I sent this cartoon to a friend of mine. He lives on the west coast and is very well to do. We both graduated from high school in 1959 but he attended a suburban school and I went to an inner-city school. He came from a rich family, and I did not. Our common interest was sports and girls. What else was there in those days? He moved to California shortly after college and we didn’t re-connect until recently.
He sent me the following reply to the above cartoon:
I just don't know where all of this is going to end.
Can the politicians really be as incompetent as they prove to be every single day?
Do they have no sense of the tsunami they are about to release?
Do they take a stupid pill every morning?
Politicians are like a curse released from the tomb of the Mummy. They are like the little girl in the movie the Bad Seed.
Like my dad told me years ago. "One crook in one crook out" makes no difference who you vote for.
They are like Zombies from night of the living dead.
The seat of organized crime is not with the mafia
It is in Washington DC.
Almost all of the people he and I grew up with and went to school with are
. Most of them are successful and well to do. Both of us are conservative. Now that I think of it, I don’t know of a single person who I went to school with who isn’t a liberal. If I had not gone to work in the precious metals industry, and had my eyes and mind opened to the destructive nature of endless big government deficit spending and money creation, I would most likely be a liberal too. I have empathy for the needy. I believe in equal rights for all people. But “equal rights” does not mean everyone gets a free ride from the government. It means everyone should have an equal opportunity to succeed. That said, we still live in a white Anglo-Saxon Protestant based society. Equal is not the same for everyone. But warts and all, there must be a reason so many people are leaving their homelands and trying to get into the US. America is still a great place to live. (Or, maybe it’s because they get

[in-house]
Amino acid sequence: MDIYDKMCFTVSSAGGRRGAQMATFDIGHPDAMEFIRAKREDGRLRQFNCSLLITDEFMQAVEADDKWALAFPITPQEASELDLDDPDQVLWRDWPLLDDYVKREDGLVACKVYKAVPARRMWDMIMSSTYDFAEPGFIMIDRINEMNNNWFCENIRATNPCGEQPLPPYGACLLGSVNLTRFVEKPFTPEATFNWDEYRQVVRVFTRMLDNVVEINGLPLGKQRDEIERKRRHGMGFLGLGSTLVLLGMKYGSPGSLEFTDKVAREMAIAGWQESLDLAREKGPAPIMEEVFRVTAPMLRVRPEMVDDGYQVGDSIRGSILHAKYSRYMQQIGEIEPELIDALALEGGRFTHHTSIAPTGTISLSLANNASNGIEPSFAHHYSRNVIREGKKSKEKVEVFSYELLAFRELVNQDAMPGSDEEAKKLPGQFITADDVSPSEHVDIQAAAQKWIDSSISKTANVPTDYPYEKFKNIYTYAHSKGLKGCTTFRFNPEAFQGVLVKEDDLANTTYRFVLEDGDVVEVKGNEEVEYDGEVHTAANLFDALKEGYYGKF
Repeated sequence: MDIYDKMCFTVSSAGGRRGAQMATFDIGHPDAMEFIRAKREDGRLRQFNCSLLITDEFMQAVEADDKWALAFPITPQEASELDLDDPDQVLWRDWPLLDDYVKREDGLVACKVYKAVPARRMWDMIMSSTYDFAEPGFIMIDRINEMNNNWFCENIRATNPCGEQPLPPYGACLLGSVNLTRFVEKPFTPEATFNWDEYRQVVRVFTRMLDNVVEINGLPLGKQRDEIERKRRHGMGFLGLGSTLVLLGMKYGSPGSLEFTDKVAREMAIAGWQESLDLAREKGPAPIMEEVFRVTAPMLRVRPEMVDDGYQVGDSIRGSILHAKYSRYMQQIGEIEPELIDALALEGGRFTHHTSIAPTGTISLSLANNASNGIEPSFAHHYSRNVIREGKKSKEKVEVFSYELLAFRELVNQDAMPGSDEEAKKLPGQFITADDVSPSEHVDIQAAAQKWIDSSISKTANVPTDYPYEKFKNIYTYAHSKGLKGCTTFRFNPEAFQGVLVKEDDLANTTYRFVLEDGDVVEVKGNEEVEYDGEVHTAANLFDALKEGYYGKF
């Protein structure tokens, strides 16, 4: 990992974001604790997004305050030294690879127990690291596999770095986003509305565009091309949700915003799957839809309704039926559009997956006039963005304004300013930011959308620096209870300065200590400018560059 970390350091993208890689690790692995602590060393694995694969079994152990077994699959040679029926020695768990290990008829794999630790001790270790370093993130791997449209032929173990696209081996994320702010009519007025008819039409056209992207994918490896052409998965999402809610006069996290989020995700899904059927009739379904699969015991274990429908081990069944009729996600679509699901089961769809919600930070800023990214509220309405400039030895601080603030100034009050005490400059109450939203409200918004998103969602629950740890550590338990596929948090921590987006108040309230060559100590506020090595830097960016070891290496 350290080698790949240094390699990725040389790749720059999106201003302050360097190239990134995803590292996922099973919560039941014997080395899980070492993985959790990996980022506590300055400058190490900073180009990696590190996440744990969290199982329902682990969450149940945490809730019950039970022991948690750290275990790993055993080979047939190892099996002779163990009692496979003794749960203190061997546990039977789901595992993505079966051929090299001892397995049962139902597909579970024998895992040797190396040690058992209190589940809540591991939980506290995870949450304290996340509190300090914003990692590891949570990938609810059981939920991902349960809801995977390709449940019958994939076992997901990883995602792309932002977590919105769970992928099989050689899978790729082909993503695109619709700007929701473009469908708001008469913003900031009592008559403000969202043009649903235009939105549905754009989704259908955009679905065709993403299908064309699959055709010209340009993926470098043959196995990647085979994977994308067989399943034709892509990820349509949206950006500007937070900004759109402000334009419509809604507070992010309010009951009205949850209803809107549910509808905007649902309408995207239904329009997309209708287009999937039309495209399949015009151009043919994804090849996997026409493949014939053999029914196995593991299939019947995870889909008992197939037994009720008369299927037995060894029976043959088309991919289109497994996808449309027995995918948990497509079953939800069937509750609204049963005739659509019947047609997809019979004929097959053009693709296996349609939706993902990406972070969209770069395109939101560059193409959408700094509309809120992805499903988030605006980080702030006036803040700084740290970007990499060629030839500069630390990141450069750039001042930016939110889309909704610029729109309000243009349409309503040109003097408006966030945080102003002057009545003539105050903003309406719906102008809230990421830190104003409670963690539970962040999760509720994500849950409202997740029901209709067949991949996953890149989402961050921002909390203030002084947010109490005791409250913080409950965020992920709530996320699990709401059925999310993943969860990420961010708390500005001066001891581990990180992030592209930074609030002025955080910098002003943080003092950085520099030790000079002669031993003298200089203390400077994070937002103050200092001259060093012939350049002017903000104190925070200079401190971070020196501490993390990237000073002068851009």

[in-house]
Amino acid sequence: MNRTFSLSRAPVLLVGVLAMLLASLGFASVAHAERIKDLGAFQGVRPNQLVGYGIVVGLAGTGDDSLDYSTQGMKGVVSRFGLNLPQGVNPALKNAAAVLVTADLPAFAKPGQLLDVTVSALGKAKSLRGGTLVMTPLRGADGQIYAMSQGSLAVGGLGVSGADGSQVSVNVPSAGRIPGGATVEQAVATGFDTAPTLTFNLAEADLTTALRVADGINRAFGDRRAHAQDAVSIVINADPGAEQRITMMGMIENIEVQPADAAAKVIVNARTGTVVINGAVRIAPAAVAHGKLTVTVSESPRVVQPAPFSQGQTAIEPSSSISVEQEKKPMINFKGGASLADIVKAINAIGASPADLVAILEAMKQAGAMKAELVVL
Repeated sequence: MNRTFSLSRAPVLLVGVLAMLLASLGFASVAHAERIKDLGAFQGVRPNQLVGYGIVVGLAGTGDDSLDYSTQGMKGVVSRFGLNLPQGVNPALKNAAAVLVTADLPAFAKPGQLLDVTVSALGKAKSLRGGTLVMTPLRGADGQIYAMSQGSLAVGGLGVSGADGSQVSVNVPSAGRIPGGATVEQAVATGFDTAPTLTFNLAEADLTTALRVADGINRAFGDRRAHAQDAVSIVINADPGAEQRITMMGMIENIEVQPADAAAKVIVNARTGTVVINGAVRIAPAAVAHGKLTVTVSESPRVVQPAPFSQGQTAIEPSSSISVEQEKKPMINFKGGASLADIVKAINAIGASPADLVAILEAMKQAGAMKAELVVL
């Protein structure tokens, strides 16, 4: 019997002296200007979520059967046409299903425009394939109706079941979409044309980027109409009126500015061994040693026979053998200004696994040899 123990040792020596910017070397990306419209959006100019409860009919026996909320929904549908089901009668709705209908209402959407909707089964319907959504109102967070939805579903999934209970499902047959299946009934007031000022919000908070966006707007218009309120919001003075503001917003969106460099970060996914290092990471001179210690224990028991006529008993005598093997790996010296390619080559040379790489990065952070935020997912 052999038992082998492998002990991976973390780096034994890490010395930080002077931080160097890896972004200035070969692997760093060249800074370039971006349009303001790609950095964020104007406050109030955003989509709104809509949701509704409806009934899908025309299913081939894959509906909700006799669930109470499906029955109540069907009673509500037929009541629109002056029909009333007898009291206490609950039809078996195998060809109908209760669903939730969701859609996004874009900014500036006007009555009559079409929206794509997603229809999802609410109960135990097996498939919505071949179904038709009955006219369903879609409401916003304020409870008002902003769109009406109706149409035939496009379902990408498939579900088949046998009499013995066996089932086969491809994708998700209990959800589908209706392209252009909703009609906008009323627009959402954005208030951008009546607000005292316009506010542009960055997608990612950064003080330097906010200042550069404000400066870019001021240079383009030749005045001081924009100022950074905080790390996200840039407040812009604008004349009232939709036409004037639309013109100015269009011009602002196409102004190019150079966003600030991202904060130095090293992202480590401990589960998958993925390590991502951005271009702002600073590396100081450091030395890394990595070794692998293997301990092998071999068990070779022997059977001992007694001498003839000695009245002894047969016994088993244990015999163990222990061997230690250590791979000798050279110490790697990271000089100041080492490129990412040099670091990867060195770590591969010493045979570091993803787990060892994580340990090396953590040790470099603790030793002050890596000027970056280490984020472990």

food, lodging, education, medical attention, and other goodies here.)
I grew up in a middle class neighborhood and in a middle class family. My father was an insurance salesman who worked a route, collecting small premiums. He never made much money.
During high school and college we lived in a small two-bedroom home. I shared the second bedroom with my younger brother. We had one window air conditioner for the whole house, and one small black and white TV.